Rotavirus infections in children and adults can last approximately three to eight days and symptoms include:

  • severe diarrhoea
  • vomiting
  • stomach cramps
  • mild fever

The combination of symptoms can lead to dehydration, requiring admission to hospital, especially in young infants. Before the introduction of a national infant rotavirus vaccination programme in 2013, an estimated 55,000 gastroenteritis cases caused by rotavirus occurred in Scotland each year in children less than five years old. Approximately 1,200 of these children were hospitalised.

For further advice on the transmission and prevention of rotavirus, visit NHS Inform.


Guidance for health professionals can be found below:

Members of the public can find rotavirus vaccine guidance on the NHS Inform website.

For all infection prevention and control guidance visit the A-Z ​pathogens section of the National Infection and Prevention Control Manual.


View 'Changing molecular epidemiology of rotavirus infection after introduction of monovalent rotavirus vaccination in Scotland' on the National Centre for Biotechnology Information (NCBI) website.

This laboratory-based surveillance study shows significant reduction in reported rotavirus cases and a shift in proportion from G1P[8] to G2P[4] strains after introduction of rotavirus vaccination in Scotland. The data will be used to ascertain cross protection against strains and identify vaccine-induced rotavirus strain shifts in the future.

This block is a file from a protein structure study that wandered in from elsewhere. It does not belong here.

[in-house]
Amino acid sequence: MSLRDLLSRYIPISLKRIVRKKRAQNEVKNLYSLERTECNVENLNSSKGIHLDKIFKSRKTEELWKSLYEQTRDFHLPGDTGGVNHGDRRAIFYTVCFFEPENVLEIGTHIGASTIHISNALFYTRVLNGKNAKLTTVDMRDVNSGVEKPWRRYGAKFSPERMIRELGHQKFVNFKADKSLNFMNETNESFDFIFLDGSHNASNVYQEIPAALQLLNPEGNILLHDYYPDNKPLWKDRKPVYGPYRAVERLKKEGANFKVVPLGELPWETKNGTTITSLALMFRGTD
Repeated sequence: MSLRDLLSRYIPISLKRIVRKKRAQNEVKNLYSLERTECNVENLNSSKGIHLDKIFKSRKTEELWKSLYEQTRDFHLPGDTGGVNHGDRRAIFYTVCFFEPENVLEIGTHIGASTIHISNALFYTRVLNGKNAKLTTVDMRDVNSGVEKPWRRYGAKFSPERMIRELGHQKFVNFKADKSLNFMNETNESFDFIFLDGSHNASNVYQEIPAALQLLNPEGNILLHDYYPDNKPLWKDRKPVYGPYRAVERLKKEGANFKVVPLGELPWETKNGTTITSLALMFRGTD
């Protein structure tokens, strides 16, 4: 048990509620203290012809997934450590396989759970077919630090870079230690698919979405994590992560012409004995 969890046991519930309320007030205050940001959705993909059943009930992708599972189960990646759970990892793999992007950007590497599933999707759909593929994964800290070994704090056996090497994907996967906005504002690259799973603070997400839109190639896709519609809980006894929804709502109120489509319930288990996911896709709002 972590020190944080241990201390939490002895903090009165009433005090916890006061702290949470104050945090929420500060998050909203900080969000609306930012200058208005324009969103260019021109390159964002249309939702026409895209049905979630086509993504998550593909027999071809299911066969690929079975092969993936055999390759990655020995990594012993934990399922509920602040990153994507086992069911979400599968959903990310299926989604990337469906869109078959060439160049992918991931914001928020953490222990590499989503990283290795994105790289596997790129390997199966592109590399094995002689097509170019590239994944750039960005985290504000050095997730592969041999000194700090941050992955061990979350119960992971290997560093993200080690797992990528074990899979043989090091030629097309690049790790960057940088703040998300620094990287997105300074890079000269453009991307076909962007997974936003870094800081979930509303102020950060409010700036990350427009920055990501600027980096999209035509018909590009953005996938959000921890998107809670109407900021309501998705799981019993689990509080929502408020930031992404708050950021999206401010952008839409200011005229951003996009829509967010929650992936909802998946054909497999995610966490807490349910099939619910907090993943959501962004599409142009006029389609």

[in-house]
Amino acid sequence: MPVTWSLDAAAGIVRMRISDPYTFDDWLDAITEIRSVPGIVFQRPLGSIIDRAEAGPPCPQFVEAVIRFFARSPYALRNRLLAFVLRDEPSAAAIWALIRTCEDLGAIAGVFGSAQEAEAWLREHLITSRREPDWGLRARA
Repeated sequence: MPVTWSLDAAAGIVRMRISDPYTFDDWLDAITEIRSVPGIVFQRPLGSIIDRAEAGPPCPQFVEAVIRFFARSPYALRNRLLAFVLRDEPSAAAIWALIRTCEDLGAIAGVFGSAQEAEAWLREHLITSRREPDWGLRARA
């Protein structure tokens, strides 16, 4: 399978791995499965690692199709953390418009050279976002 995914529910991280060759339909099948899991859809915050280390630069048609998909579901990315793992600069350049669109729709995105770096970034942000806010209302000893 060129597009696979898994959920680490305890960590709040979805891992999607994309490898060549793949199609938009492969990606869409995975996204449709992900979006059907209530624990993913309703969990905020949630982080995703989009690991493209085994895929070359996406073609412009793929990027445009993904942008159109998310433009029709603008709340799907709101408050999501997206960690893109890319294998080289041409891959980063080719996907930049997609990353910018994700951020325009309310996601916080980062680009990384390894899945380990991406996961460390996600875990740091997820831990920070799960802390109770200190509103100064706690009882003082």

Data and surveillance


Rotavirus vaccine

Rotavirus is the leading cause of severe gastroenteritis in infants in the UK and most children will experience it before the age of five. Unlike in the developing world, rotavirus rarely causes death in the UK, however infection results in a significant number of hospital admissions for severe dehydration particularly in infants, where there's a risk of the infection spreading to other vulnerable patients. Additionally it causes an increased burden in primary care when services may be stretched with other seasonal infections such as influenza.

Rotavirus vaccine programmes have been in place prior to 2013 in a number of countries including:

  • Australia
  • Canada
  • USA

The programmes have substantially reduced rotavirus related hospitalisations in young children.

A national rotavirus vaccination programme using the vaccine Rotarix® was introduced into the routine infant vaccination schedule in Scotland in July 2013, with approximately 93% vaccines uptake rate.

The vaccine provides protection against the most common strains of rotavirus, but not other enteric viruses such as norovirus.

Infants are offered two doses of the oral vaccine Rotarix®, which is a weakened form of virus which can't cause disease but which protects against rotavirus at an interval of least four weeks between doses: at eight weeks and again at 12 weeks.

Vaccine uptake